OSAKA — A group of 236 people, including 124 Taiwanese, filed a lawsuit Monday seeking 2.36 million yen in damages over Prime Minister Junichiro Koizumi’s controversial visit to Yasukuni Shrine in January.
Among the plaintiffs, who filed the suit with the Osaka District Court, are relatives of indigenous Taiwanese who were forcibly conscripted into the Japanese military and perished during the war.
The suit charges that Koizumi’s Jan. 14 visit to the Tokyo shrine has caused considerable mental stress to the relatives of those conscripted because their relatives were enshrined at Yasukuni without their consent.
The defendants named in the suit are Koizumi, Justice Minister Mayumi Moriyama and the shrine itself. The plaintiffs, who also include 111 Japanese and one Korean resident in Japan, are seeking 10,000 yen each in compensation.
“Yasukuni Shrine is not a shrine of peace. It is a shrine of war. The fact that the prime minister visited Yasukuni shows clearly that neither he nor the Japanese government have reflected on the pain and suffering of our bereaved families,” Ciwas Ali, a representative of the plaintiffs and a member of Taiwan’s parliament, said at a news conference.
An estimated 210,000 Taiwanese were conscripted into the Imperial Japanese Army during the war, about 35,000 of whom were killed. Of these, 27,800 are enshrined at Yasukuni.
“We do not want them enshrined at Yasukuni. We want their spirits returned to their native land,” said Ingka Mevinga, another plaintiff.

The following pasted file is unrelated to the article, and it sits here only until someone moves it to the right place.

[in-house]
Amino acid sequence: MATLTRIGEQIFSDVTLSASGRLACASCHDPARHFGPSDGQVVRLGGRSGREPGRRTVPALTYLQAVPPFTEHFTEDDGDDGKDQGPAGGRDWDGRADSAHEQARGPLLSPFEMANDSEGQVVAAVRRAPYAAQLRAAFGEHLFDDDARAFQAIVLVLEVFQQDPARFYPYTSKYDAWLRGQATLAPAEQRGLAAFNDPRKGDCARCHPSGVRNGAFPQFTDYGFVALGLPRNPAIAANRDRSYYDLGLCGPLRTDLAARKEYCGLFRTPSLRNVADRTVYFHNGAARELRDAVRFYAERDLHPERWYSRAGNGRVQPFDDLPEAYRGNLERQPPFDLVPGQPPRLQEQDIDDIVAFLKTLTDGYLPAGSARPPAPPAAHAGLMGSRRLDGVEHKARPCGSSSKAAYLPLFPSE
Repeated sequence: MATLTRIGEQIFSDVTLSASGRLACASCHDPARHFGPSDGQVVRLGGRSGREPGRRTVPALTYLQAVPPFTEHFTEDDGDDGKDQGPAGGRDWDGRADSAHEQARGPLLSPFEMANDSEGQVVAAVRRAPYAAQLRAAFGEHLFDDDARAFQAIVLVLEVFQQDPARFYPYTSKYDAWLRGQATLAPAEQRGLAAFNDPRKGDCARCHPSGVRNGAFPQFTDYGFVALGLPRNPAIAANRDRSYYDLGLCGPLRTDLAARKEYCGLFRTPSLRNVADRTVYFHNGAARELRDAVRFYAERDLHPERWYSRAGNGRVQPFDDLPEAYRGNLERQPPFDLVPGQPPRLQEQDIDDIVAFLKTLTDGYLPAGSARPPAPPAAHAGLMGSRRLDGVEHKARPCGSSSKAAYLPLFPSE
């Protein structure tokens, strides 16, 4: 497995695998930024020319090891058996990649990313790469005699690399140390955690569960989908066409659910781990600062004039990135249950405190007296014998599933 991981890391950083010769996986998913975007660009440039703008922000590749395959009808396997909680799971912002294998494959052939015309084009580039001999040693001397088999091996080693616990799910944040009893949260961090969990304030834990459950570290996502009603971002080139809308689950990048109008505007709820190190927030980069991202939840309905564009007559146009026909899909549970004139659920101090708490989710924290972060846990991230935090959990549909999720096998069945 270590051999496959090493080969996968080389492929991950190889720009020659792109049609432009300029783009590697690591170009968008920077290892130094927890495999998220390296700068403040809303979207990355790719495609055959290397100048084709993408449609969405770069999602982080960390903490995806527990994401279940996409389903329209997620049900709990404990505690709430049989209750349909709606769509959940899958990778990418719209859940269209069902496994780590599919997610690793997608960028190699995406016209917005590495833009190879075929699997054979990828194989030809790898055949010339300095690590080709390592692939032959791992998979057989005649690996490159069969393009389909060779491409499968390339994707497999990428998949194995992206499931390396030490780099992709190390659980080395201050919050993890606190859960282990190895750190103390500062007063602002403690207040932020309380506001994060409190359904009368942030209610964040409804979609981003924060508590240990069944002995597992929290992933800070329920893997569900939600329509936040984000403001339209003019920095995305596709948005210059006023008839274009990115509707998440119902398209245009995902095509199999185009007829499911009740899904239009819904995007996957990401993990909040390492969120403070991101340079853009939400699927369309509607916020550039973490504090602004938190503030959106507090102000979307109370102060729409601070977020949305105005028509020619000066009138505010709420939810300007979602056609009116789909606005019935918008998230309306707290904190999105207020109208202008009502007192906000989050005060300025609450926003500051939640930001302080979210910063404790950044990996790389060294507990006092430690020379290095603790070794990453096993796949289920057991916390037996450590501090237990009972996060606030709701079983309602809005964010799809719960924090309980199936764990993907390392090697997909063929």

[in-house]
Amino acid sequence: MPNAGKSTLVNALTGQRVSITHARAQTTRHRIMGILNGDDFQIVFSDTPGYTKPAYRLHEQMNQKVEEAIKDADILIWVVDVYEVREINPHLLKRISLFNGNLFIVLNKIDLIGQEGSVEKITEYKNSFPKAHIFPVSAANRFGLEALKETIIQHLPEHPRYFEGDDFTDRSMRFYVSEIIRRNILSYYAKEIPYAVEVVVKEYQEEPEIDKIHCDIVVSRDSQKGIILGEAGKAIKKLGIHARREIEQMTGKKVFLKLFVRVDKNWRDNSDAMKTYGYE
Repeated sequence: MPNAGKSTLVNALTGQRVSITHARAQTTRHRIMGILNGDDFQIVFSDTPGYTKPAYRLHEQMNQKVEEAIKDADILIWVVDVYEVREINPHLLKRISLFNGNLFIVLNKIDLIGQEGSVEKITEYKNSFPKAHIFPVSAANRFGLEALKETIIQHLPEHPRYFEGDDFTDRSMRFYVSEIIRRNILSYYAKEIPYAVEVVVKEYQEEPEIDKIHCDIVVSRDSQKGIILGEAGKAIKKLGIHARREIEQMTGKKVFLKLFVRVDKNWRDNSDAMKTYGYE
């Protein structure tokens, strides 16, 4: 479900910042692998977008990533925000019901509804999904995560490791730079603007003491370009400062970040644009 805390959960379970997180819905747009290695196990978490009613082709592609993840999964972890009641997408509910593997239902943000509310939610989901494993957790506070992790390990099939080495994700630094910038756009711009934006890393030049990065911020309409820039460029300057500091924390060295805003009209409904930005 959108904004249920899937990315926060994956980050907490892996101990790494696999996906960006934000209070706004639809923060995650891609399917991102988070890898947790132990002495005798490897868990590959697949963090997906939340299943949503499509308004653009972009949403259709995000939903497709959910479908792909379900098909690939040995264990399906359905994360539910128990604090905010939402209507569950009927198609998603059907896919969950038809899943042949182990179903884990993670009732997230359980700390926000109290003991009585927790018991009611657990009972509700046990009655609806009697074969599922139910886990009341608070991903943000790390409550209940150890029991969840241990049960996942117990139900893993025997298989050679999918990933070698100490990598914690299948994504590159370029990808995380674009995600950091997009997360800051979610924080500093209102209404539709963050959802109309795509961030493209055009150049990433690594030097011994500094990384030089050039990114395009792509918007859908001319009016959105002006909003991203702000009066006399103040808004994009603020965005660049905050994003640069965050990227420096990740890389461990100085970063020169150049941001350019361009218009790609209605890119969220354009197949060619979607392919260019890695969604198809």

Ali added, “Yasukuni is a monument to the prewar state Shinto, which forced people to revere the Japanese emperor against their will. Those Taiwanese enshrined at Yasukuni are claimed by the Japanese government to have died for the emperor. This has caused a lot of grief for the surviving families, because it ignores the truth, which is that the indigenous Taiwanese did not fight voluntarily but were forced to do so.”
Mevinga, along with Ali, demonstrated in front of Yasukuni Shrine last Aug. 15, calling on the government to return the spirits of their ancestors. A distant relative of hers was killed during the war and is one of those enshrined.
Although similar suits have been lodged in several courts in Japan, this is the first time people in Taiwan have sued over Koizumi’s visit to the shrine, which honors Japan’s war dead as well as Class-A war criminals.
Koizumi has visited Yasukuni three times since he took office in April 2001, each time drawing criticism both at home and abroad.
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